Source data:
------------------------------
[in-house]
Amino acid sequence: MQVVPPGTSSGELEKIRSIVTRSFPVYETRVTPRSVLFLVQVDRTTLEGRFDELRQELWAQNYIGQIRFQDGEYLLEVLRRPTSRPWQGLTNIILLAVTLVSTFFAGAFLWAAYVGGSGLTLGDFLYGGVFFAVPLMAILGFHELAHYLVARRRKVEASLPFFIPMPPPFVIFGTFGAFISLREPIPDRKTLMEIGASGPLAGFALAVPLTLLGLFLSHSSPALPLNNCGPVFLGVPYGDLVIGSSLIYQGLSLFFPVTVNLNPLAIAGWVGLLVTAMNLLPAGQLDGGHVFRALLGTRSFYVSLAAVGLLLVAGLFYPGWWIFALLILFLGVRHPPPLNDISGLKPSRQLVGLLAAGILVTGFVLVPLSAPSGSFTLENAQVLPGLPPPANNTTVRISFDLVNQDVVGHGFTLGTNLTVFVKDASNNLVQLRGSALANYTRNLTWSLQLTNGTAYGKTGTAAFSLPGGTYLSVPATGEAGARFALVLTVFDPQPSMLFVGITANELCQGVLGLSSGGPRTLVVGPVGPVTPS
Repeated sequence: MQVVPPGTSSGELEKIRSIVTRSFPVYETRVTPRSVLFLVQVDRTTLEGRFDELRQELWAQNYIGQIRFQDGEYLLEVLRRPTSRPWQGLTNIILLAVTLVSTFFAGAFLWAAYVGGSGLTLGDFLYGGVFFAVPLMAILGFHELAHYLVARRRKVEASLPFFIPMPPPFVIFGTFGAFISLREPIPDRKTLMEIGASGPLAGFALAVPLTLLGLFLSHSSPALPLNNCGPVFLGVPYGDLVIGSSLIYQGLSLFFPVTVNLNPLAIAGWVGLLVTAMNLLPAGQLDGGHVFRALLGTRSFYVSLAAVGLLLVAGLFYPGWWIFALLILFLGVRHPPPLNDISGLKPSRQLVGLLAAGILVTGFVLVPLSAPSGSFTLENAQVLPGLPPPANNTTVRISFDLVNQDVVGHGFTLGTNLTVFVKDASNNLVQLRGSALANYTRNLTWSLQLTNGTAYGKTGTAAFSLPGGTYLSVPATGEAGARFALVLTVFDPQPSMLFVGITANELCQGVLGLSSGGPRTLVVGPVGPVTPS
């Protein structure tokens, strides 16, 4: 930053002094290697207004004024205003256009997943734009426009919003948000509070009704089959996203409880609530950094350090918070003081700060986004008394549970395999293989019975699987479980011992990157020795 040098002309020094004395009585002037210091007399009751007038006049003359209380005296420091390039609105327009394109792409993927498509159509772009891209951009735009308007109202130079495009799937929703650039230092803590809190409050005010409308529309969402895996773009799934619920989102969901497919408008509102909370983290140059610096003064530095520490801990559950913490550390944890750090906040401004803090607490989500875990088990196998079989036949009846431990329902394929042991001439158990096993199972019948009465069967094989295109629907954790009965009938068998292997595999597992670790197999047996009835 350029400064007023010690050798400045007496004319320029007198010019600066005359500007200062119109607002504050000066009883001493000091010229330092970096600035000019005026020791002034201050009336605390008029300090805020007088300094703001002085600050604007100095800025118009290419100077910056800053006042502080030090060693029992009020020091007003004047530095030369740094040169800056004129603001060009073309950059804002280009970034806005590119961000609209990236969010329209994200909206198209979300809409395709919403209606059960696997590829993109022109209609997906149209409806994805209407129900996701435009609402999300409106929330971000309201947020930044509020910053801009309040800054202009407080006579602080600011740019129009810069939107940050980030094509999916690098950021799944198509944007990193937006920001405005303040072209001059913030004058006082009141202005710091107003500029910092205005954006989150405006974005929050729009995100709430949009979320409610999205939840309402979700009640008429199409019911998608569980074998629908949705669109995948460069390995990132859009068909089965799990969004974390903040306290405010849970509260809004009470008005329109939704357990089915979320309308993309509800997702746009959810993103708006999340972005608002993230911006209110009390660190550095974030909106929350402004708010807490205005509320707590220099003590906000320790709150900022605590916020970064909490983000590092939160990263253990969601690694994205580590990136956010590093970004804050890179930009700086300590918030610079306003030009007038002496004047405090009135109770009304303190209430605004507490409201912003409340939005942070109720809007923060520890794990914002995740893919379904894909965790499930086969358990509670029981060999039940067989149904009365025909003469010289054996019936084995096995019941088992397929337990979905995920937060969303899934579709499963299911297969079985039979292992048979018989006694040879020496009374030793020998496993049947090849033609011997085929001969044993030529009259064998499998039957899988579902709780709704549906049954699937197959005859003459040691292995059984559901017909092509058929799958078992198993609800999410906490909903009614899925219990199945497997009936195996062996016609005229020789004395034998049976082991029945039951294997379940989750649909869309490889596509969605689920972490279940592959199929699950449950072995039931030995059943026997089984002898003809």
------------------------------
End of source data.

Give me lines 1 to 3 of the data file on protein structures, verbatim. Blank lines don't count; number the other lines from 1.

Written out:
[in-house]
Amino acid sequence: MQVVPPGTSSGELEKIRSIVTRSFPVYETRVTPRSVLFLVQVDRTTLEGRFDELRQELWAQNYIGQIRFQDGEYLLEVLRRPTSRPWQGLTNIILLAVTLVSTFFAGAFLWAAYVGGSGLTLGDFLYGGVFFAVPLMAILGFHELAHYLVARRRKVEASLPFFIPMPPPFVIFGTFGAFISLREPIPDRKTLMEIGASGPLAGFALAVPLTLLGLFLSHSSPALPLNNCGPVFLGVPYGDLVIGSSLIYQGLSLFFPVTVNLNPLAIAGWVGLLVTAMNLLPAGQLDGGHVFRALLGTRSFYVSLAAVGLLLVAGLFYPGWWIFALLILFLGVRHPPPLNDISGLKPSRQLVGLLAAGILVTGFVLVPLSAPSGSFTLENAQVLPGLPPPANNTTVRISFDLVNQDVVGHGFTLGTNLTVFVKDASNNLVQLRGSALANYTRNLTWSLQLTNGTAYGKTGTAAFSLPGGTYLSVPATGEAGARFALVLTVFDPQPSMLFVGITANELCQGVLGLSSGGPRTLVVGPVGPVTPS
Repeated sequence: MQVVPPGTSSGELEKIRSIVTRSFPVYETRVTPRSVLFLVQVDRTTLEGRFDELRQELWAQNYIGQIRFQDGEYLLEVLRRPTSRPWQGLTNIILLAVTLVSTFFAGAFLWAAYVGGSGLTLGDFLYGGVFFAVPLMAILGFHELAHYLVARRRKVEASLPFFIPMPPPFVIFGTFGAFISLREPIPDRKTLMEIGASGPLAGFALAVPLTLLGLFLSHSSPALPLNNCGPVFLGVPYGDLVIGSSLIYQGLSLFFPVTVNLNPLAIAGWVGLLVTAMNLLPAGQLDGGHVFRALLGTRSFYVSLAAVGLLLVAGLFYPGWWIFALLILFLGVRHPPPLNDISGLKPSRQLVGLLAAGILVTGFVLVPLSAPSGSFTLENAQVLPGLPPPANNTTVRISFDLVNQDVVGHGFTLGTNLTVFVKDASNNLVQLRGSALANYTRNLTWSLQLTNGTAYGKTGTAAFSLPGGTYLSVPATGEAGARFALVLTVFDPQPSMLFVGITANELCQGVLGLSSGGPRTLVVGPVGPVTPS